Focus on hearing loss prevention

New technologies allow safety managers to get a clear picture of workers’ actual level of hearing protection before they walk onto the floor. Fit testing is one key aspect to an effective hearing loss prevention strategy. Rather than relying on an earplug’s stated NRR, fit testing provides insight into the HPD’s attenuation as achieved by the individual.

Fit testing is quick, easy, and can be conducted as often as needed: before an individual begins work among noise, during annual audiograms, as part of ongoing worker training, or whenever the safety manager feels an individual needs a refresher.

In-ear exposure monitoring takes hearing loss prevention a step further. By placing a microphone into the ear canal and under the earplug, workers can wear in-ear exposure monitoring devices continuously on the floor. The result is the collection of invaluable real-time data for personal noise exposure. In-ear exposure monitoring moves the dial from guessing a worker’s exposure to knowing their actual exposure.

With leading indicators such as these, safety managers can determine whether the workers’ hearing is protected at the proper level for the noise hazards and, if not, explore steps for improvement such as additional training on how to achieve a proper fit, trying different earplug styles and sizes for personal comfort and attenuation, or making changes within the work environment. This altered approach focuses on preventing hearing loss before it occurs.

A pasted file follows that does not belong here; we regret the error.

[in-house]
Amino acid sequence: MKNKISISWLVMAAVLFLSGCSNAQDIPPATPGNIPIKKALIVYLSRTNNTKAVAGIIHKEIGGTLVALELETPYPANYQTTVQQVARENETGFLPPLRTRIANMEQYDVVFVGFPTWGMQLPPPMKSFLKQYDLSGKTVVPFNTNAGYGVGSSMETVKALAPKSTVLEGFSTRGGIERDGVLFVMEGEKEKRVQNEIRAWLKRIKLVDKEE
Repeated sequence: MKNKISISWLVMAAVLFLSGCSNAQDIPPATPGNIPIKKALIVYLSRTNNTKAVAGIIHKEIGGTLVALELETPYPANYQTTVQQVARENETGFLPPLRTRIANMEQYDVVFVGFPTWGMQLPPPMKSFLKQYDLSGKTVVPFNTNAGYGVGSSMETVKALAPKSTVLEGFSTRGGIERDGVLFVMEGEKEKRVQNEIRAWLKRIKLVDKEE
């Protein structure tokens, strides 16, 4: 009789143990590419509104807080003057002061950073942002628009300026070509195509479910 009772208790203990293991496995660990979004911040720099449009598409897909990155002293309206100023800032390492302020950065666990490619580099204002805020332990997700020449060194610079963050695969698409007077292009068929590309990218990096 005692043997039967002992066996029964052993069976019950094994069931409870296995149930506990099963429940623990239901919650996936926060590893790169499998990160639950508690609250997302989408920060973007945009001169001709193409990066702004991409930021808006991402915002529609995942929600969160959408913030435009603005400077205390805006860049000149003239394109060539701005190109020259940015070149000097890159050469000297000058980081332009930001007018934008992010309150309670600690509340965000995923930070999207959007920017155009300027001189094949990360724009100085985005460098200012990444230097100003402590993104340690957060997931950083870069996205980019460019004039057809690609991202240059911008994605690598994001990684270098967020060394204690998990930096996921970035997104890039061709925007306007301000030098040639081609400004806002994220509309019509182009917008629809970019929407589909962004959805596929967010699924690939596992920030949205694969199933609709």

Make it personal

A defining aspect of successful hearing loss prevention programs is personalization. One-on-one, face-to-face instruction is proven more effective than videos or reading material for training workers on proper earplug insertion, fit and overall use.7 One-on-one fit testing is also integral to measuring – rather than guessing – the level of attenuation achieved by an individual’s HPDs. In fact, personal fit testing is an OSHA best practice.

In a Best Practice Bulletin by the National Hearing Conservation Association and OSHA, “Studies have suggested that when individuals are involved in the fitting process and receive positive feedback on the proper fit of their earplug, they will be more likely to have a positive attitude about protecting their hearing and will be more apt to use hearing protection correctly and consistently in the workplace. The positive outcome should result in reducing noise-induced hearing loss in the workplace.”8

The best hearing protector is the one that is worn most comfortably by an individual, and is worn correctly 100% of the time when he or she is exposed to noise. Enable the proper selection of earplugs by offering various styles and sizes, monitoring sound exposures and protection levels regularly, and training workers individually on how to achieve a personal fit for the greatest attenuation.

While the hearing protection devices you provide may deliver high NRRs and high quality, noncompliance, improper fit and a reliance on lagging indicators all play a role in America’s ongoing struggle to adequately protect workers’ invaluable sense of hearing. By focusing on leading indicators and taking a personal approach to hearing loss prevention, we can help reduce the staggering number of workers affected by NIHL. That’s a sound solution that workers, their families, friends and employers can all agree on. 


1 - https://www.cdc.gov/niosh/topics/ohl/
2 - https://www.cdc.gov/niosh/topics/ohl/
3 - https://www.cdc.gov/niosh/topics/ohl/overall.html
4 - https://www.osha.gov/SLTC/noisehearingconservation/
5 - https://www.osha.gov/SLTC/noisehearingconservation/
6 - https://www.cdc.gov/niosh/topics/noise/default.html
7 - Murphy, WJ, Stephenson, MR, Byrne, DC, Witt, B, & Duran, J. (2011). Effects of training on hearing protector attenuation. Noise & Health, (13), 51, 132 – 141.
8 - https://www.hearingconservation.org/assets/docs/AllianceRecommendationForFitTesting_Final.pdf